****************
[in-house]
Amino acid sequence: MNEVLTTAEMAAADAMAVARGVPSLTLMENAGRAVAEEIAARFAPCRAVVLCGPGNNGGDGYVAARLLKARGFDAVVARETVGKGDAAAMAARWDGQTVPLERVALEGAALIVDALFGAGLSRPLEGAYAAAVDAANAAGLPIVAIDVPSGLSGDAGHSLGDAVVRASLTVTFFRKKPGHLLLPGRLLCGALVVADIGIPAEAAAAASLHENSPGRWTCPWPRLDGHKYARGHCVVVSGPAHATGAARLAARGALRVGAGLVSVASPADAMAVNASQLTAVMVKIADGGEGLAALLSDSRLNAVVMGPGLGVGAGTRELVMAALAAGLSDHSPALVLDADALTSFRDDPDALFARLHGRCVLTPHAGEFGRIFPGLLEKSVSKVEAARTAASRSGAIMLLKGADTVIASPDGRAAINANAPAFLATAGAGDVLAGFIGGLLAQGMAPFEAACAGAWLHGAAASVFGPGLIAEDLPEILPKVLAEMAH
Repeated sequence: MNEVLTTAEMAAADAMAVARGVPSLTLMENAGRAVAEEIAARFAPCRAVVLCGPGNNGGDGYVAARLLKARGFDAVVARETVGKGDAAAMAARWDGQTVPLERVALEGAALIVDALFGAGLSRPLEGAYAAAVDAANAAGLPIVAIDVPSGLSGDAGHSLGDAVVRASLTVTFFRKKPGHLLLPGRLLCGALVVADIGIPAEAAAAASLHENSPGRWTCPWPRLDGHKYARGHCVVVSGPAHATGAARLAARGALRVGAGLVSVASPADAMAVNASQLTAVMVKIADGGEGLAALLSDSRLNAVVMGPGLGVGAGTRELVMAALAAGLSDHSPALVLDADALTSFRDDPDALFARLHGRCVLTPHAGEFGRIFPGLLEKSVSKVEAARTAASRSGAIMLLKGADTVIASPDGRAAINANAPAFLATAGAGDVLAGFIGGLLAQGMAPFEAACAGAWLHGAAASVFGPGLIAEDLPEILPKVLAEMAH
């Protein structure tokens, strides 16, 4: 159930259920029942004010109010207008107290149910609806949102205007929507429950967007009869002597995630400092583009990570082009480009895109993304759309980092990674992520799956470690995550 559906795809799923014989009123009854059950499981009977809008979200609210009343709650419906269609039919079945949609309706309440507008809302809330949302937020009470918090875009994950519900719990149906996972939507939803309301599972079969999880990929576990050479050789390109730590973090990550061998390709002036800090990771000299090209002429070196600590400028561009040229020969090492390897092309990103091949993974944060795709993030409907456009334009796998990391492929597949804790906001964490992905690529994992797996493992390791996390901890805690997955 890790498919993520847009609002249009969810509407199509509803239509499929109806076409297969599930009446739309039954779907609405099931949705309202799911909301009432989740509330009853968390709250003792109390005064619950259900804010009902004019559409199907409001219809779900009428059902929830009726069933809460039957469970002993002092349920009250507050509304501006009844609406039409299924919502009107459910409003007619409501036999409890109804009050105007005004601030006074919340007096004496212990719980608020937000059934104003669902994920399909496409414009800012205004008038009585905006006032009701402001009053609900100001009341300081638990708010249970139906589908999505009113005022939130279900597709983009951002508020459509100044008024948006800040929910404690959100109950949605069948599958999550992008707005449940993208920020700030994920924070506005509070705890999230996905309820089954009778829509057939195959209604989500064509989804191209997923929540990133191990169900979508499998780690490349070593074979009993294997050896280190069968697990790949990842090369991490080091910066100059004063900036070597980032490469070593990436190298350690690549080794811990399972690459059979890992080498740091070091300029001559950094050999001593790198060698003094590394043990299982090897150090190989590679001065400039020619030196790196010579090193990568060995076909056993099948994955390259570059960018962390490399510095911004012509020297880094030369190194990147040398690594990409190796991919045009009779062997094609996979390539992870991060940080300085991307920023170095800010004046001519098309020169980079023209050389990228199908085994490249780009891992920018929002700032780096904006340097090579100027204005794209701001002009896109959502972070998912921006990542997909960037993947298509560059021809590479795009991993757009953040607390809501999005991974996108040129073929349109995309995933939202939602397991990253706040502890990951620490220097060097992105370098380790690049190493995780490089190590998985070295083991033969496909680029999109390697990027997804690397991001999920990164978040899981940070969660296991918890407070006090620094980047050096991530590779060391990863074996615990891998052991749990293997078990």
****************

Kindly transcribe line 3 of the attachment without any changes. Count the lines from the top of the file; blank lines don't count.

Repeated sequence: MNEVLTTAEMAAADAMAVARGVPSLTLMENAGRAVAEEIAARFAPCRAVVLCGPGNNGGDGYVAARLLKARGFDAVVARETVGKGDAAAMAARWDGQTVPLERVALEGAALIVDALFGAGLSRPLEGAYAAAVDAANAAGLPIVAIDVPSGLSGDAGHSLGDAVVRASLTVTFFRKKPGHLLLPGRLLCGALVVADIGIPAEAAAAASLHENSPGRWTCPWPRLDGHKYARGHCVVVSGPAHATGAARLAARGALRVGAGLVSVASPADAMAVNASQLTAVMVKIADGGEGLAALLSDSRLNAVVMGPGLGVGAGTRELVMAALAAGLSDHSPALVLDADALTSFRDDPDALFARLHGRCVLTPHAGEFGRIFPGLLEKSVSKVEAARTAASRSGAIMLLKGADTVIASPDGRAAINANAPAFLATAGAGDVLAGFIGGLLAQGMAPFEAACAGAWLHGAAASVFGPGLIAEDLPEILPKVLAEMAH